BETHANY, W.Va. – A Bethany College biology major’s senior project helped provide lettuce to feed some of the animals at Oglebay’s Good Zoo in Wheeling.

Madison CramerMadison Cramer, of Kendallville, Ind., focused her project on aquaponics, a combination of aquaculture – the breeding and harvesting of fish and other aquatic organisms – and hydroponics – soilless gardening.

Under the advising of Dr. Peter Ehni, she set out to study whether the roots of lettuce plants provided enough surface area for bacteria to colonize and clean the water for fish to reuse. Aquaponics systems use 95 percent less water than traditional farming because the water is cycled through, she said. Her project also examined the economics of implementing such a system.

“I’ve always been interested in animals actually, but being a biology major, it’s hard to ignore the climate crisis, and aquaponics is a great way to mitigate the climate crisis,” Cramer said.

Her project also examined the economics of running an aquaponics system.

The lettuce that’s grown in the system requires harvesting every six weeks.

“Leaving it in longer attracts bugs like crazy and doesn’t allow space for new seeds to be transferred into the troughs,” she said.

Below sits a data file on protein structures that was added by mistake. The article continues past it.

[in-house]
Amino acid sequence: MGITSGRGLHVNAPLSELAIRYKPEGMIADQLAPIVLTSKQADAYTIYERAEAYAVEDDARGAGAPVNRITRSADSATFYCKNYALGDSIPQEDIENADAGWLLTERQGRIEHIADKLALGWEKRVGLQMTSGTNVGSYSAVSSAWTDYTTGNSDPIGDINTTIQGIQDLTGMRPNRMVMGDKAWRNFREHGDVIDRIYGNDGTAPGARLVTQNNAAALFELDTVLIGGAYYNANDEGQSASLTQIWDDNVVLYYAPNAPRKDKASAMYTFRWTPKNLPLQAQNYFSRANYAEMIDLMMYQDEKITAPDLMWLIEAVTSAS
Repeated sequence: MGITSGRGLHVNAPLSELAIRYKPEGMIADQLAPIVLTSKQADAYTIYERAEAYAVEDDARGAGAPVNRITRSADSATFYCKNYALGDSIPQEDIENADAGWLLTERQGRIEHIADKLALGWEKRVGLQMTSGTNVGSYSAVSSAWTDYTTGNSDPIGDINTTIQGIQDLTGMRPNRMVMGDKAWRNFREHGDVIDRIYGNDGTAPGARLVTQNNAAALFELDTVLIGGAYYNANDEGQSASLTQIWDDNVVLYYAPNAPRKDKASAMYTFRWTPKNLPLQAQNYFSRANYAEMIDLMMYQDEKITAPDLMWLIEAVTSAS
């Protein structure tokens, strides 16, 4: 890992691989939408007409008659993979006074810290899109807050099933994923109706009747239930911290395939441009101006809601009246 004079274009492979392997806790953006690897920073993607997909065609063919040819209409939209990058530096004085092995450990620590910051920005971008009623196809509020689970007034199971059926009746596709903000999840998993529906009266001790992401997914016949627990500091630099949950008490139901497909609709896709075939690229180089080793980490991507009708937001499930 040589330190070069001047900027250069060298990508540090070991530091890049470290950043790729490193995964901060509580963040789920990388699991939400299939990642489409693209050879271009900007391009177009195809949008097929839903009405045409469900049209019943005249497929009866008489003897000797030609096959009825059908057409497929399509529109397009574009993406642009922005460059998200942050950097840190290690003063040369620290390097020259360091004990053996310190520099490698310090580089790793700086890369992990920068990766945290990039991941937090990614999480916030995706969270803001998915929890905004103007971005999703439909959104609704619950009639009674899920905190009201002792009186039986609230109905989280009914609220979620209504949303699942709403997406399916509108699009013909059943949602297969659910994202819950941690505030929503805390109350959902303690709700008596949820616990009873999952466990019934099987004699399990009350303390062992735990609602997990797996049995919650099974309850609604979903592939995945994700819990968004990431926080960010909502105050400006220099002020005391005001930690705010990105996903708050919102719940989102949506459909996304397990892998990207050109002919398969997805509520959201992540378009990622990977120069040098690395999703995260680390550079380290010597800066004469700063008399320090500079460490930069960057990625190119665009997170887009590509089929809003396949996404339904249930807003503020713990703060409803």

Through a summer internship at an animal sanctuary, Cramer learned firsthand how expensive food costs were for feeding animals.

“We had five black bears and a host of primates to feed, so we went through a ton of lettuce weekly,” she said. “When we would get food shipments in, we’d fill up like five tubs just of lettuce, and it would be pretty much decimated in about two days by the end of my internship.”

By that time, the bears were eating twice daily to prepare for winter, she said.

That experience sparked an idea.

Cramer reached out to the Good Zoo and set up a weekly donation that amounted to roughly 20 pounds of lettuce by the end of the spring semester. One week she would drive the lettuce to Oglebay, and the next a zoo representative would pick it up at Bethany.

She presented her project during Bethany’s annual Scholarship Symposium.

After graduation, Cramer plans to work in zookeeping or some form of animal husbandry. Even though her research didn’t directly play into her career goals, she said her new knowledge could be beneficial.

“Being able to set up an aquaponics system could mean fresh greens for animals that eat greens and fresh fish for the carnivores, if they’re not too picky, of course,” she said.


Bethany College, founded in 1840, is the oldest private college in West Virginia. The Bethany experience focuses on academic excellence in the area of liberal arts and prepares students for a lifetime of work and a life of significance.